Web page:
Other courts have interpreted the UM statutes broadly to recognize sufficient rejection by any person that qualifies as a "named insured" and that the rejection by one applies to all insureds. See St. Paul Mercury Inc. Co. v. MacDonald, 509 So. 2d 1139 (Fla. App. 1987) (named insured’s wife effectively rejected increased limits of UM coverage and such rejection was binding on named insured husband); Farrior v. State Farm Mut. Auto. Ins. Co., 595 S.E.2d 790 (N.C. App. 2004) (rejection of UM coverage by named insured was binding on all insureds under policy); Hall v. Allstate Ins. Co., 53 Wash. App. 865, 770 P.2d 1082 (1989) (husband who purchased automobile policy had right to waive UM coverage on behalf of both himself and his wife, both of whom were designated as named insureds on the policy).

On the other hand, the Alabama Supreme Court has interpreted its statute, which limits the right of rejection to the "named insured," to apply only to the person actually named on the policy and not the wife/spouse of the named insured. See State Farm Mut. Auto. Ins. Co. v. Martin, 292 Ala. 103, 289 So. 2d 606 (1974) (commissioner of insurance issued directive requiring that rejection be in writing and signed by named insured). In fact, the Alabama courts have interpreted their UM statute so strictly that rejection of UM coverage by one named insured is not effective as a rejection by other named insureds on the same policy. Nationwide Ins. Co. v. Nicholas, 868 So. 2d 457 (Ala. App. 2003).

Other courts have taken this same literal approach to interpretation of the UM statute, limiting the validity of the rejection to the named insured. See Nationwide Mut. Ins. Co. v. Pasion, 219 Conn. 764, 594 A.2d 468 (1991) (under statute required written waiver signed by "insured" in order to reduce UM coverage below level of liability coverage, term "insured" referred to all named insured on policy so that written request to reduce coverage was required to be signed by all insureds to effectuate reduction); State Farm Fire & Cas. Co. v. Garrett, 783 N.E.2d 329 (Ind. App. 2003) (personal liability umbrella policy did not create agency relationship between named insured who rejected UM coverage and other named insured, who did not personally execute rejection, and thus named insured’s rejection did not serve as rejection of UM coverage on behalf of other named insured, where policy did not contain provision stating that named insured was authorized to act for each additional named insured); Plaster v. State Farm Mut. Auto. Ins. Co., 791 P.2d 813 (Okla. 1989) (when policy of insurance with more than one individual as "named insured," written rejection of UM coverage executed by one named insured was ineffective rejection of said coverage on behalf of all named insureds).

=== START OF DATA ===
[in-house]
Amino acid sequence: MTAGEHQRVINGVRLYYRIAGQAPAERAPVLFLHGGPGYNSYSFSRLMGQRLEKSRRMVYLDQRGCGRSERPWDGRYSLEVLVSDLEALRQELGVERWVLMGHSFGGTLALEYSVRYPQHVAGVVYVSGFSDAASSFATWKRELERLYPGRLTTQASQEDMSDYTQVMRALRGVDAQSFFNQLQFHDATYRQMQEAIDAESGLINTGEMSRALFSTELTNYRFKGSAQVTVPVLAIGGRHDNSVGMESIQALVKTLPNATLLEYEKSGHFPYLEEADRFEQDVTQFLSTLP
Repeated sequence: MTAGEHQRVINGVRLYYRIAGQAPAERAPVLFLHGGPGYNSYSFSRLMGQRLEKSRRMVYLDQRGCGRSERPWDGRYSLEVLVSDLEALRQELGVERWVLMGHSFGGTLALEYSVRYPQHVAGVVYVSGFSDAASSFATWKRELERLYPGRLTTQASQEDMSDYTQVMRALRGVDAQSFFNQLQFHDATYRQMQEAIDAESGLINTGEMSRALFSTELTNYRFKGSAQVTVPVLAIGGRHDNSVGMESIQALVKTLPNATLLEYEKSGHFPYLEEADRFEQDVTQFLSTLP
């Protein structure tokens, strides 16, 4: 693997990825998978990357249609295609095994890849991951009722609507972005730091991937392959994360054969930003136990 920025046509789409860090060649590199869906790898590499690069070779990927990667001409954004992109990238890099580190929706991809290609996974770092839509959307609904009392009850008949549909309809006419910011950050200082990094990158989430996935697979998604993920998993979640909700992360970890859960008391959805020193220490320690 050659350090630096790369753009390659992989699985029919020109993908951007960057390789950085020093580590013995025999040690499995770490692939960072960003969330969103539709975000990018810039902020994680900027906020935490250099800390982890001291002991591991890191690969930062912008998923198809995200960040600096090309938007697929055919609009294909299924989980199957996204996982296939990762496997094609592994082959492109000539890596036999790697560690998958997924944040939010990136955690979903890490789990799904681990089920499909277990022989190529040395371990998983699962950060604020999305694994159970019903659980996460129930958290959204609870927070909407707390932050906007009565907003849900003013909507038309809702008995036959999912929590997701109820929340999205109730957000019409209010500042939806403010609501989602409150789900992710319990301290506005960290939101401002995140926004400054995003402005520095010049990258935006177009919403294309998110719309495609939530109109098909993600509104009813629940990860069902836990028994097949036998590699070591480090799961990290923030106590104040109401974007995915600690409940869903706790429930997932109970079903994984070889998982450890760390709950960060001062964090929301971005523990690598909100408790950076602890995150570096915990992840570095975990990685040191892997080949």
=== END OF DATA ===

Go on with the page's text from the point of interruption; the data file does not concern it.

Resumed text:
To be sure, practitioners should secure a rejection of UM/PIP coverage by every insured named on the policy, unless it is clear in the subject jurisdiction, like Texas, that anyone that qualifies as a insured named on the policy has the authority to reject UM/PIP coverage.


Dana Harbin is an attorney in the Dallas office of Cooper & Scully, P.C. where she specializes in insurance coverage and bad faith involving all types of insurance policies, both first and third party. Ms. Harbin earned her BA degree from the University of Texas in Arlington and her JD degree from the University of Texas at Austin. She can be reached at